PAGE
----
This sign is posted near one of the Triangle Petroleum Corporation’s former fracking sites in Kennetcook. The roadway to the site is blocked by a lock gate.
An American company’s search for natural gas in Nova Scotia has led to one fracking issue after another in Hants County.
While the Denver-based Triangle Petroleum Corporation’s exploration activity in the rural East Hants communities of Noel and Kennetcook typically generates the most hype regarding the undetermined environmental impacts of hydraulic fracturing in Hants County, documents obtained through access to information legislation recently thrust the Town of Windsor into the frackingspotlight as well.
The acquired documents, made public by the citizen-run Nova Scotia Fracking Resource and Action Coalition (NOFRAC),showed that the Town of Windsor received approval from the provincial Department of Environment to use its municipal sewage treatment plant to dispose of brine water transported from the Atlantic Industrial Services’ facility in Debert.
The approval was grantedbefore the brine water — waste produced when millions of litres of frack fluid comprised of water, sand and a cocktail of chemicals was injected in the ground to release shale gas and hydrocarbons from rock formations — was tested for naturally occurring radioactive materials (NORMs).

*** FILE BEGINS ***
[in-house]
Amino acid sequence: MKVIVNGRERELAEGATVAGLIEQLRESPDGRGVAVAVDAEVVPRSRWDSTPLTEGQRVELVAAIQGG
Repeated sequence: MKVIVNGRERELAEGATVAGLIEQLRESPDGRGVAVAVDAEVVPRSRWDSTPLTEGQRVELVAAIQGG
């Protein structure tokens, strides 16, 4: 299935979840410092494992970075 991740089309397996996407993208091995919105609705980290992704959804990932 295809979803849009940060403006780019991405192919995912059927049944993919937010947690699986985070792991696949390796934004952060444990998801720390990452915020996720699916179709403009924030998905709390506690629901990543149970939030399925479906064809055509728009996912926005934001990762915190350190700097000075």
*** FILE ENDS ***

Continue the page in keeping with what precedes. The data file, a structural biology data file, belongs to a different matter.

The brine water generated by Triangle Petroleum’s exploration efforts in East Hants between 2007 and 2009was initially sent to the facility in Debert as part of an ongoing effort to drain storage ponds in Kennetcook holding millions of litres of wastewater produced by the use of hydraulic fracturing in three of the five wells the company drilled within its “Windsor Block.”
Town officials claim no knowledge of NORMs
Atlantic Industrial Services (AIS) turned to the Town of Windsor for help treating the brine water in 2009. Windsor’s town council discussed a Brine Solution Treatment Draft Agreement in camera at a Sept. 22, 2009 council meeting.
Following the closed session, council voted unanimously in favour of accepting a motion moved by Coun. John Bregante, and seconded by Deputy Mayor Laurie Murley. The motion stipulated that council would agree to work with Atlantic Industrial Services Limited if the proposed brine treatment agreement was revised to include recommendations from representatives of CBCL Limited and AIS, Nova Scotia Environment confirmed that all of the department’s concerns were addressed, and a written procedure for brine testing was drafted and agreed upon.